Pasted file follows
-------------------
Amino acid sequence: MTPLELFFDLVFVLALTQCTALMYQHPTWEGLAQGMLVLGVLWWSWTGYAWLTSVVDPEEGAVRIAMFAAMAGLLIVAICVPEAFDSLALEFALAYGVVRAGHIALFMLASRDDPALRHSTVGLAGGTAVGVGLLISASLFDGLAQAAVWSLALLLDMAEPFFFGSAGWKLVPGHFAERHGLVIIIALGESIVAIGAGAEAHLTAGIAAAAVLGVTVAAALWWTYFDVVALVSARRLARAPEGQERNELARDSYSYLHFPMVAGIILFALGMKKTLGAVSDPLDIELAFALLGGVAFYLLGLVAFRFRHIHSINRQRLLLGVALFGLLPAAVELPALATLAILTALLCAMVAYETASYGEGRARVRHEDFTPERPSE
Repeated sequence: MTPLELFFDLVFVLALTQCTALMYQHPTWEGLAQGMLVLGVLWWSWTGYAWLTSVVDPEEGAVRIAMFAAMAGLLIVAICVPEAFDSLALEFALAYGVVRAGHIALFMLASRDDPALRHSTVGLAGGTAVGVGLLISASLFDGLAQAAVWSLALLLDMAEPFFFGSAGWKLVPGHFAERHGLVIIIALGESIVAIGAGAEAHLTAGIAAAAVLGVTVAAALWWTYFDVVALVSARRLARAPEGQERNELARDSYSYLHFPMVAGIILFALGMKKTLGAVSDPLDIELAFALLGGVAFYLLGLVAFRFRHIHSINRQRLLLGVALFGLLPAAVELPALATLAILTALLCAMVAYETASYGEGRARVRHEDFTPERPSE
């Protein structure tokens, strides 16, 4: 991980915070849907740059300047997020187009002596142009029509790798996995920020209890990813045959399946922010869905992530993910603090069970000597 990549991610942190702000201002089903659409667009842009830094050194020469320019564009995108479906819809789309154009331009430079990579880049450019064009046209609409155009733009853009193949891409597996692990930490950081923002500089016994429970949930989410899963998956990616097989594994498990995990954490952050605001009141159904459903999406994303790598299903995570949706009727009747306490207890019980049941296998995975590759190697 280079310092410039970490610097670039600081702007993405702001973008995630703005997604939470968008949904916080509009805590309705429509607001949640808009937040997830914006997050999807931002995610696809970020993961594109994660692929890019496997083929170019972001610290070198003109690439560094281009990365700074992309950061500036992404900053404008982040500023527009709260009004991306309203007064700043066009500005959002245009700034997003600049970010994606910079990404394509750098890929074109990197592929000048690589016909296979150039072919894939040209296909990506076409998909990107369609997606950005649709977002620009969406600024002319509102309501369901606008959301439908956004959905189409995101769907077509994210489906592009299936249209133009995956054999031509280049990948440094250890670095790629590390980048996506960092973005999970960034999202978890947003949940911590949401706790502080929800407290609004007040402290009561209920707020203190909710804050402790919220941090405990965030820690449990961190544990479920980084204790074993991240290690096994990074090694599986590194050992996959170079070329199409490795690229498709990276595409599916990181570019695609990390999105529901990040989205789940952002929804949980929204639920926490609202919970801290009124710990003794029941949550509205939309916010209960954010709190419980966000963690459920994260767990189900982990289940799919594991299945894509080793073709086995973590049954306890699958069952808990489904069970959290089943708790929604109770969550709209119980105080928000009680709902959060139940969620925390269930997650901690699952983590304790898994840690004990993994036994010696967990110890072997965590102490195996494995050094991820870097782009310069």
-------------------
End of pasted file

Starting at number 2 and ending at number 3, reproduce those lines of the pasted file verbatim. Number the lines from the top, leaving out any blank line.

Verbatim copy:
Repeated sequence: MTPLELFFDLVFVLALTQCTALMYQHPTWEGLAQGMLVLGVLWWSWTGYAWLTSVVDPEEGAVRIAMFAAMAGLLIVAICVPEAFDSLALEFALAYGVVRAGHIALFMLASRDDPALRHSTVGLAGGTAVGVGLLISASLFDGLAQAAVWSLALLLDMAEPFFFGSAGWKLVPGHFAERHGLVIIIALGESIVAIGAGAEAHLTAGIAAAAVLGVTVAAALWWTYFDVVALVSARRLARAPEGQERNELARDSYSYLHFPMVAGIILFALGMKKTLGAVSDPLDIELAFALLGGVAFYLLGLVAFRFRHIHSINRQRLLLGVALFGLLPAAVELPALATLAILTALLCAMVAYETASYGEGRARVRHEDFTPERPSE
């Protein structure tokens, strides 16, 4: 991980915070849907740059300047997020187009002596142009029509790798996995920020209890990813045959399946922010869905992530993910603090069970000597 990549991610942190702000201002089903659409667009842009830094050194020469320019564009995108479906819809789309154009331009430079990579880049450019064009046209609409155009733009853009193949891409597996692990930490950081923002500089016994429970949930989410899963998956990616097989594994498990995990954490952050605001009141159904459903999406994303790598299903995570949706009727009747306490207890019980049941296998995975590759190697 280079310092410039970490610097670039600081702007993405702001973008995630703005997604939470968008949904916080509009805590309705429509607001949640808009937040997830914006997050999807931002995610696809970020993961594109994660692929890019496997083929170019972001610290070198003109690439560094281009990365700074992309950061500036992404900053404008982040500023527009709260009004991306309203007064700043066009500005959002245009700034997003600049970010994606910079990404394509750098890929074109990197592929000048690589016909296979150039072919894939040209296909990506076409998909990107369609997606950005649709977002620009969406600024002319509102309501369901606008959301439908956004959905189409995101769907077509994210489906592009299936249209133009995956054999031509280049990948440094250890670095790629590390980048996506960092973005999970960034999202978890947003949940911590949401706790502080929800407290609004007040402290009561209920707020203190909710804050402790919220941090405990965030820690449990961190544990479920980084204790074993991240290690096994990074090694599986590194050992996959170079070329199409490795690229498709990276595409599916990181570019695609990390999105529901990040989205789940952002929804949980929204639920926490609202919970801290009124710990003794029941949550509205939309916010209960954010709190419980966000963690459920994260767990189900982990289940799919594991299945894509080793073709086995973590049954306890699958069952808990489904069970959290089943708790929604109770969550709209119980105080928000009680709902959060139940969620925390269930997650901690699952983590304790898994840690004990993994036994010696967990110890072997965590102490195996494995050094991820870097782009310069």